A number of studies have been conducted in the USA into the effectiveness exhaust treatment systems and particularly High temperature disposable exhaust filter elements since the early 2000’s

The latest study in 2011 (The evaluation of High temperature disposable exhaust filter elements in an experimental underground mine) carried out by respected researchers and published by the Society for Mining Metallurgy and exploration found these filters to be; “After an initial DFE degreening period,the filtration system with all three DFEs was found to be very effective at reducing total mass concentrations of aerosols in the mine air”. The results show that, in all cases, the DFEs reduced the aerosol mass concentrations for R100, I50 and I100 modes(engine operating modes) by a factor of 20 or more (>95% reduction). However, at R50 the reductions were less than 90%”

For the study DPM or aerosol readings were taken simultaneously using :

- A tapered element oscillating microbalance (TEOM) Series 1400a ambient particulate monitor from Thermo Scientific (Franklin, MA)
- A scanning mobility particle sizer (SMPS) (Wang and Flagan, 1990) from TSI (St. Paul, MN)
- A Model DAS 3100 electrical low pressure impactor (ELPI) (Keskinen et al., 1992) from Dekati (Tampere, Finland)

The study states the findings in regards to ;

- concentrations and size distribution of diesel aerosols,
- the effects of DPM loading on concentrations and size distribution of aerosols in mine air
- the concentrations and size distribution of aerosols in mine air during initial heating of the filter elements

The short answer is no. The filter media is made from glass fiber so is not flammable. When the filter medium is tested for ignitability both a clean unused filter and a filter contaminated with DPM is tested to see if it is possible to ignite it.

Following reported incidents in the USA where sparks were seen coming from a filter canister of a high temperature filter used in dry exhaust system, MSHA conducted laboratory tests (MSHA Filter Ignition Report PAR 090100) on high temperature filters to understand what had occurred.

Upon the completion of the testing, it was discovered that the diesel particulate matter (DPM) combined with fuel/oil collecting on the filter media was the material that had ignited and burned, not the filter media. This ignition occurred at temperatures above 650°F (343°C). Test conducted with DPM loaded filters with no additional diesel fuel and lubricating oil added returned ignition temperature results in excess of 1000°F.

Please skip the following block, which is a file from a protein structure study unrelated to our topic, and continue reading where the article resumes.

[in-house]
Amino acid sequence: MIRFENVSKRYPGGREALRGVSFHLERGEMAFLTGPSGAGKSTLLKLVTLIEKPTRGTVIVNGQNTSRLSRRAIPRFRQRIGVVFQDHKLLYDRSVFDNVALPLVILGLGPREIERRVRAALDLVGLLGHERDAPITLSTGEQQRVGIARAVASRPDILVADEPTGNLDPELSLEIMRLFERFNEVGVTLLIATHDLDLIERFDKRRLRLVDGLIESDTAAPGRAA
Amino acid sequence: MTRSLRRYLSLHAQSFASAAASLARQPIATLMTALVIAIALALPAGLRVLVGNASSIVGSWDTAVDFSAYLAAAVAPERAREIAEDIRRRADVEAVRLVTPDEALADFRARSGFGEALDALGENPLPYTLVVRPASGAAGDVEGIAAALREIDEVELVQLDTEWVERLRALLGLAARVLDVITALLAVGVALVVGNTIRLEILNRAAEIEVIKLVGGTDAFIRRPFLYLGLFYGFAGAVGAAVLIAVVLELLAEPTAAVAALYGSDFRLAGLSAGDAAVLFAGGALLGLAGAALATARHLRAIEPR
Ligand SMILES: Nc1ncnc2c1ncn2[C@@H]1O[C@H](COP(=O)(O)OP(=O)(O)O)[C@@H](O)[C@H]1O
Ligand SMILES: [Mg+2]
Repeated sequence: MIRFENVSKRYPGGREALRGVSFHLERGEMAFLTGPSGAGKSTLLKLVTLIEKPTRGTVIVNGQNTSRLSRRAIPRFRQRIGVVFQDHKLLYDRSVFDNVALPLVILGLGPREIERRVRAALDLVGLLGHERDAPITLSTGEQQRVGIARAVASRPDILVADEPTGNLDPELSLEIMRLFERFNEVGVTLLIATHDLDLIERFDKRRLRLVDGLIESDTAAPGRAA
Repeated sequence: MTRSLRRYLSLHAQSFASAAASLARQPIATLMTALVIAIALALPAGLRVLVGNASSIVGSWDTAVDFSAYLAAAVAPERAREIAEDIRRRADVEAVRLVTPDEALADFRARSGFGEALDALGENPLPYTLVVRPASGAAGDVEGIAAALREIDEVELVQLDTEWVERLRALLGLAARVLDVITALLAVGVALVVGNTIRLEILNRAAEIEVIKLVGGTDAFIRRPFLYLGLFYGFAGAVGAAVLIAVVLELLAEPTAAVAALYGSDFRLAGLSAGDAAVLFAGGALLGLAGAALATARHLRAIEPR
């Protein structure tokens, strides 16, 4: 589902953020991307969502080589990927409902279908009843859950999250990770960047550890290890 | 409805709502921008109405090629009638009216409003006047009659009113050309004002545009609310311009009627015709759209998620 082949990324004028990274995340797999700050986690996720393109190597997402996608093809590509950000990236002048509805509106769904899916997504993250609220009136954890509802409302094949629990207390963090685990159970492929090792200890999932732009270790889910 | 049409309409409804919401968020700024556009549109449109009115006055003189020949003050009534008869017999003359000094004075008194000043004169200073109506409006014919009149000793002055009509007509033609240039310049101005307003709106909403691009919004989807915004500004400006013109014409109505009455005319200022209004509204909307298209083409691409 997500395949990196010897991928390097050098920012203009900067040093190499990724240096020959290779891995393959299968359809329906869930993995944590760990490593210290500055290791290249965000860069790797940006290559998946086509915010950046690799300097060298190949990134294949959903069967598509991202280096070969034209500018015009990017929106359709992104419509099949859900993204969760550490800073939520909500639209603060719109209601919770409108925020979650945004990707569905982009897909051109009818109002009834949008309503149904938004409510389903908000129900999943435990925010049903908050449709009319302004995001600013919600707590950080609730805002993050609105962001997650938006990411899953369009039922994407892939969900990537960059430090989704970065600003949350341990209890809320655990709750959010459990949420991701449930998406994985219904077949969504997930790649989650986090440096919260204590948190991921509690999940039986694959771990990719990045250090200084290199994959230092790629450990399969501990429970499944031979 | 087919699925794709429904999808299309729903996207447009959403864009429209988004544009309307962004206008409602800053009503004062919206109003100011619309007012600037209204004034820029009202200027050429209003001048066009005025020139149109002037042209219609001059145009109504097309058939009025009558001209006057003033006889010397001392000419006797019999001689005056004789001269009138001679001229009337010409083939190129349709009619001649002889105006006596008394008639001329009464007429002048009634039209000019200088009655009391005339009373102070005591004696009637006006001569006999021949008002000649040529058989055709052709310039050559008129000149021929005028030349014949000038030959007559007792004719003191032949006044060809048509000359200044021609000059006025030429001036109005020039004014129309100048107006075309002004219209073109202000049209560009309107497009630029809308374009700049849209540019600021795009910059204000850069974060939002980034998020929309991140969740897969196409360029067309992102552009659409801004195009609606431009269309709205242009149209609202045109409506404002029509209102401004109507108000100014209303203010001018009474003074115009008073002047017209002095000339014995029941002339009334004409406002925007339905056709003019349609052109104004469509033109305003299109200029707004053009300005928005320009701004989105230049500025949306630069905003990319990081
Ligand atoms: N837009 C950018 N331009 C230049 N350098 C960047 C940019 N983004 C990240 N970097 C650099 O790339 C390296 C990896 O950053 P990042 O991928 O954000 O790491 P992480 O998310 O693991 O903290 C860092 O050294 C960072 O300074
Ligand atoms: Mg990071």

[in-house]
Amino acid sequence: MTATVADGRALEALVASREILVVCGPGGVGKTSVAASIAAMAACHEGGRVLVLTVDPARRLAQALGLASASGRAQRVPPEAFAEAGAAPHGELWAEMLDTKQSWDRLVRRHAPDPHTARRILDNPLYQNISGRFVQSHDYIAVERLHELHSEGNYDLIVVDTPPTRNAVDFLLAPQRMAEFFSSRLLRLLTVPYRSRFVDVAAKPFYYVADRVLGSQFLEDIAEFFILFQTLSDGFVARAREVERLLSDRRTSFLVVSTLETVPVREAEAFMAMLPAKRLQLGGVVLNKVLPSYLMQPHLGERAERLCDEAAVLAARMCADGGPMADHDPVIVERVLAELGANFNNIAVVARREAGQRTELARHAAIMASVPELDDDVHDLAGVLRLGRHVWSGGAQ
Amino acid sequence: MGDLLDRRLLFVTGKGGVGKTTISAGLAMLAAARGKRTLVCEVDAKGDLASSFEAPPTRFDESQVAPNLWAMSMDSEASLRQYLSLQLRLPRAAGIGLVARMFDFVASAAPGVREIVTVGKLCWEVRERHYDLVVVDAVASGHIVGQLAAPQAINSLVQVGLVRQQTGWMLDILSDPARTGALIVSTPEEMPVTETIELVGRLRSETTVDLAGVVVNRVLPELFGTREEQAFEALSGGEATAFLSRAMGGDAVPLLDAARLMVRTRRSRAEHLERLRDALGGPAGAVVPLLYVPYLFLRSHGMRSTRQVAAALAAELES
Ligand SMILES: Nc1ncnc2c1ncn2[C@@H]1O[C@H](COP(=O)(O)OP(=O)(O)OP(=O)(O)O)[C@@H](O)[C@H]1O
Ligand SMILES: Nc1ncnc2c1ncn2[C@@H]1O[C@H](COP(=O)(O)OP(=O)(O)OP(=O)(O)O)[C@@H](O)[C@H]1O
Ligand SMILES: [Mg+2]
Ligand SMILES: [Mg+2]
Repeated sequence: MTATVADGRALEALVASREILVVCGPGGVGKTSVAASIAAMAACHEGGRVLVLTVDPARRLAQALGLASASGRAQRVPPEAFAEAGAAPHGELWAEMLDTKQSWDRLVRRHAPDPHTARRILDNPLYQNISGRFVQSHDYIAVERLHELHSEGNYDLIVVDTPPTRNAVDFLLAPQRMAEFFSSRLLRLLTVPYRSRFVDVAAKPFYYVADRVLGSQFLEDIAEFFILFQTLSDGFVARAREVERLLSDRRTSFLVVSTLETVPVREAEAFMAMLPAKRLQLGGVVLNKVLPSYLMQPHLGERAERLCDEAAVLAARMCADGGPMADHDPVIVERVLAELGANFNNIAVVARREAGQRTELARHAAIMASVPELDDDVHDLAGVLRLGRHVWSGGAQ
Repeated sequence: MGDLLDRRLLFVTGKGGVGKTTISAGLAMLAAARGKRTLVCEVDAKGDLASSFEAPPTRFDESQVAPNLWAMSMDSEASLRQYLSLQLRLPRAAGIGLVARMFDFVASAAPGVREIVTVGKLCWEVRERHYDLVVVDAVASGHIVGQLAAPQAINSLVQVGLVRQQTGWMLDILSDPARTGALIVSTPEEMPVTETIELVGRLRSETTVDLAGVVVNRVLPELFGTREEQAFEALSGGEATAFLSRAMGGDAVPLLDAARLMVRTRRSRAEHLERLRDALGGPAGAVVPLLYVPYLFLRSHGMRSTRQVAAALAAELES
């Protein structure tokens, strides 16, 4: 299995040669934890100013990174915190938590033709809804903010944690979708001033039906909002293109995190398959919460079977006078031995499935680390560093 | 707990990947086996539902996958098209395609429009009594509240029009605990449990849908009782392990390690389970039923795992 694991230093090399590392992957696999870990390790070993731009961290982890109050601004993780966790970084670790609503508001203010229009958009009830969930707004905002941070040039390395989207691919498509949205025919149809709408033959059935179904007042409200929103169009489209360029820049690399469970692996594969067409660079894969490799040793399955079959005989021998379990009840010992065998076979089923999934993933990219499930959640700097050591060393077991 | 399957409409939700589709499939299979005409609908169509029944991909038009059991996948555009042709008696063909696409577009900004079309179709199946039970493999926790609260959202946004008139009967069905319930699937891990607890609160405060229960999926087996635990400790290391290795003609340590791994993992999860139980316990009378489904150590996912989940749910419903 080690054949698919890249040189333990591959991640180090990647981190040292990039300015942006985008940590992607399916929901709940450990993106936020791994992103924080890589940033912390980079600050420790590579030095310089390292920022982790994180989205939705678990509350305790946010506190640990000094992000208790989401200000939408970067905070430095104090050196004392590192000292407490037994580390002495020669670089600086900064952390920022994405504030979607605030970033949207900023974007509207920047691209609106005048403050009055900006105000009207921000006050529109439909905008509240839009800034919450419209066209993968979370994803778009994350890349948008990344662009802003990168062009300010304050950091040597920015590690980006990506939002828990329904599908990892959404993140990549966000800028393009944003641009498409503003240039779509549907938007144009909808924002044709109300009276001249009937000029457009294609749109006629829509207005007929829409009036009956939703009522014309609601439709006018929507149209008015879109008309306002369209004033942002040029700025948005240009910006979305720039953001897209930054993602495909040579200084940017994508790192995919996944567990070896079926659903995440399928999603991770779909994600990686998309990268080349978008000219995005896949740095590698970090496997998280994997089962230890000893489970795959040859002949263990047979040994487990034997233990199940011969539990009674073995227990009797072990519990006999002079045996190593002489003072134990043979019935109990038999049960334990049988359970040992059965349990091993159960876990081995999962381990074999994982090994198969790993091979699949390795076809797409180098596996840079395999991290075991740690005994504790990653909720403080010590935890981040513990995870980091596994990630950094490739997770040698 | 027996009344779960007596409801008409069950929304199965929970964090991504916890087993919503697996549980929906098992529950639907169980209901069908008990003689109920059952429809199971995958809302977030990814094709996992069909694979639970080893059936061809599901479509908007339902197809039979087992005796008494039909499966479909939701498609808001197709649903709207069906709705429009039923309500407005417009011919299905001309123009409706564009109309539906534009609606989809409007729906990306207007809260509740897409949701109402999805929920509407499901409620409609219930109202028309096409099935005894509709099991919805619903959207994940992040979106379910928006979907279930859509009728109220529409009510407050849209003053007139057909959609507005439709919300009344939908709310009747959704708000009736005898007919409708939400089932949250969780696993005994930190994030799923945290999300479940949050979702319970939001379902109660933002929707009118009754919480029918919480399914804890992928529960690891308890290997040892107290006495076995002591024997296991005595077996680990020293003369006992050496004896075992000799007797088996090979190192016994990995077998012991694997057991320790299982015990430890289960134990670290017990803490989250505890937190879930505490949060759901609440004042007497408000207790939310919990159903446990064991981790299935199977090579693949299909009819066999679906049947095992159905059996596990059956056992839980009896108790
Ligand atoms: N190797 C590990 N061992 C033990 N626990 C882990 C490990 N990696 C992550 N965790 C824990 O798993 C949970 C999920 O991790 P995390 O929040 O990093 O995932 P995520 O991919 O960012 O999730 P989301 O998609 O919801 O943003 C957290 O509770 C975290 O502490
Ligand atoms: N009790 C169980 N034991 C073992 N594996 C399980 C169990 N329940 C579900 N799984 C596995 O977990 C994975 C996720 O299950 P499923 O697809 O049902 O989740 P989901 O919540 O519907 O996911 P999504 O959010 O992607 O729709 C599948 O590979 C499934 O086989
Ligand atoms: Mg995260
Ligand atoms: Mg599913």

All explosion proof (permissible) diesel engines approved for use in underground coal mines and equipped with wet scrubbers in Australia and the USA must be fitted with temperature sentinels that shut the engine down if the temperature of the exhaust gas exiting the scrubber exceed 77°C.

The FST high temperature filters are rated to 343°C or 150°C depending upon the sealing material used on the end of the filter or the filter canister. Other filters currently in use in Australia are rated to between 100°C and 150°C.

The rules and test protocols used by MSHA are very stringent and thorough. They are all publically available. The tests which are performed on filters to support the DPM regulations are described in Part 7 subpart E of Title 30 Code of Federal Regulations. http://www.msha.gov/30cfr/7.0.htm and http://www.msha.gov/30cfr/7.89.htm

The rules and regulations they have regarding diesel engines used in coal mines are the same as Australia in regards to 150°C surface temperatures, 77°C scrubber outlet gas temperatures and the emission testing follows the ISO 8178 Reciprocating internal combustion engines—Exhaust emission measurement off road test cycle referenced in AS3584 Diesel engine systems for underground coal mines and MDG27 Guideline for the management of diesel engine pollutants in an underground mine.

The testing done on engine diesel particulate signatures filters is arguably as or more comprehensive than that done within Australia and is available to be viewed and described in Part 7 subpart E of Title 30 Code of Federal Regulations. http://www.msha.gov/30cfr/7.0.htm and http://www.msha.gov/30cfr/7.86.htm Test equipment and specifications.

Testers have found that the performance of the filter can be effected by the water that is present in wet scrubber exhaust systems. This is due to the water either becoming trapped or absorbed by the filter medium which can cause it to swell. Additionally it has been found that laboratory DPM testing after a wet scrubber produces inconsistent and variable results making comparable analysis of filter performance inaccurate.

MSHA tests new or altered filters (or media) by comparing the candidate filter to a standard paper filter on which their DPM rule was based (2.5g/per hour) This is done in order to directly compare the performance of the new filter to a standard media. This method avoids issues such as assigning an efficiency value to each media, which is undependable, as any efficiency percent (and final DPM output) assigned is very dependent on the test engine emissions and after treatment conditions, and one setup used for testing may not yield the same result as another in terms of percentage reduction.

Testers use the same engine, exhaust treatment, and filter canister, etc. for all tests in order to reduce variability to a minimum. When tested the performance of a media is compared to the standard filter in back to back tests under the same sample conditions. If they show equivalent results, then the new media is deemed in compliance and the filter is added to the list and can be used to meet the requirements of allowable DPM emissions.

Yes, delivery service is available throughout the inter-mountain region. Motor freight can be arranged at discount rates outside of this area. Generally same day shipping can be arranged.

7:00 AM - 5:00 PM Monday - Friday
After hour and weekend service available upon request.